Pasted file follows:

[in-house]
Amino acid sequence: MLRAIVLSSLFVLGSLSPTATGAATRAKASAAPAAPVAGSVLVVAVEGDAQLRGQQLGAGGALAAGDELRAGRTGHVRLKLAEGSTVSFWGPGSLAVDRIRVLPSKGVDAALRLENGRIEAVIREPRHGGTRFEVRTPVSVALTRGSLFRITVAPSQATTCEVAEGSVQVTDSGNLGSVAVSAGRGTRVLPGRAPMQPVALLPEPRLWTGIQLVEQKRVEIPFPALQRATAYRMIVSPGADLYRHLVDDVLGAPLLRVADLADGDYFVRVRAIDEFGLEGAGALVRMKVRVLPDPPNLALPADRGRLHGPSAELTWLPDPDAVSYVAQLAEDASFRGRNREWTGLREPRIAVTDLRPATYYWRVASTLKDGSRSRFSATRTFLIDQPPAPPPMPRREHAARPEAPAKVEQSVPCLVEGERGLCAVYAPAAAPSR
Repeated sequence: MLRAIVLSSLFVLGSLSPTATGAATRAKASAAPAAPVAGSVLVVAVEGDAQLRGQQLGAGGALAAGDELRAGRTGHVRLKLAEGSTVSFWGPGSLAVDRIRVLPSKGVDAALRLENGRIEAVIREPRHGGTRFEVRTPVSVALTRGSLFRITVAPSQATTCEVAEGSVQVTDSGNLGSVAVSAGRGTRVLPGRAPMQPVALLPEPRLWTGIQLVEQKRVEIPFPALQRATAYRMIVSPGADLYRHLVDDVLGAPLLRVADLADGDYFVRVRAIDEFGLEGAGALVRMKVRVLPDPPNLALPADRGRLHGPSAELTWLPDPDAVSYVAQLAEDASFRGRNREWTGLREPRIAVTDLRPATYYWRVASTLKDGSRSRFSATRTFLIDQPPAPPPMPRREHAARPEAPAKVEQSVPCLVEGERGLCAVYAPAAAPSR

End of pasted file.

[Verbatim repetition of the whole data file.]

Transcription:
[in-house]
Amino acid sequence: MLRAIVLSSLFVLGSLSPTATGAATRAKASAAPAAPVAGSVLVVAVEGDAQLRGQQLGAGGALAAGDELRAGRTGHVRLKLAEGSTVSFWGPGSLAVDRIRVLPSKGVDAALRLENGRIEAVIREPRHGGTRFEVRTPVSVALTRGSLFRITVAPSQATTCEVAEGSVQVTDSGNLGSVAVSAGRGTRVLPGRAPMQPVALLPEPRLWTGIQLVEQKRVEIPFPALQRATAYRMIVSPGADLYRHLVDDVLGAPLLRVADLADGDYFVRVRAIDEFGLEGAGALVRMKVRVLPDPPNLALPADRGRLHGPSAELTWLPDPDAVSYVAQLAEDASFRGRNREWTGLREPRIAVTDLRPATYYWRVASTLKDGSRSRFSATRTFLIDQPPAPPPMPRREHAARPEAPAKVEQSVPCLVEGERGLCAVYAPAAAPSR
Repeated sequence: MLRAIVLSSLFVLGSLSPTATGAATRAKASAAPAAPVAGSVLVVAVEGDAQLRGQQLGAGGALAAGDELRAGRTGHVRLKLAEGSTVSFWGPGSLAVDRIRVLPSKGVDAALRLENGRIEAVIREPRHGGTRFEVRTPVSVALTRGSLFRITVAPSQATTCEVAEGSVQVTDSGNLGSVAVSAGRGTRVLPGRAPMQPVALLPEPRLWTGIQLVEQKRVEIPFPALQRATAYRMIVSPGADLYRHLVDDVLGAPLLRVADLADGDYFVRVRAIDEFGLEGAGALVRMKVRVLPDPPNLALPADRGRLHGPSAELTWLPDPDAVSYVAQLAEDASFRGRNREWTGLREPRIAVTDLRPATYYWRVASTLKDGSRSRFSATRTFLIDQPPAPPPMPRREHAARPEAPAKVEQSVPCLVEGERGLCAVYAPAAAPSR